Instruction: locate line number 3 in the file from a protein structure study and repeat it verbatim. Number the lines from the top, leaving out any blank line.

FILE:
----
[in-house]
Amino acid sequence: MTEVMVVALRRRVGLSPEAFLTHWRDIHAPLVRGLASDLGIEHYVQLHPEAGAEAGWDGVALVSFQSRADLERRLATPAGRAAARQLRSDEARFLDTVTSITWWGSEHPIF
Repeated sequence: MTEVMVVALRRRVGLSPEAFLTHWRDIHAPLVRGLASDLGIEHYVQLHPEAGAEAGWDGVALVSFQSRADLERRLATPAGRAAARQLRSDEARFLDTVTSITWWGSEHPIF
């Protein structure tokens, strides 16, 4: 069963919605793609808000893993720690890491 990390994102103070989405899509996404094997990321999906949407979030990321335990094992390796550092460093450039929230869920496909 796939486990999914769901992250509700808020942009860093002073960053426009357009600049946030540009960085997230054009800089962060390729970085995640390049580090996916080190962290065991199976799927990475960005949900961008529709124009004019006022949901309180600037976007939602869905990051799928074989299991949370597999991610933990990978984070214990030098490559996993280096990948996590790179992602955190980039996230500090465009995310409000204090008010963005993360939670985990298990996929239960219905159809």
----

Repeated sequence: MTEVMVVALRRRVGLSPEAFLTHWRDIHAPLVRGLASDLGIEHYVQLHPEAGAEAGWDGVALVSFQSRADLERRLATPAGRAAARQLRSDEARFLDTVTSITWWGSEHPIF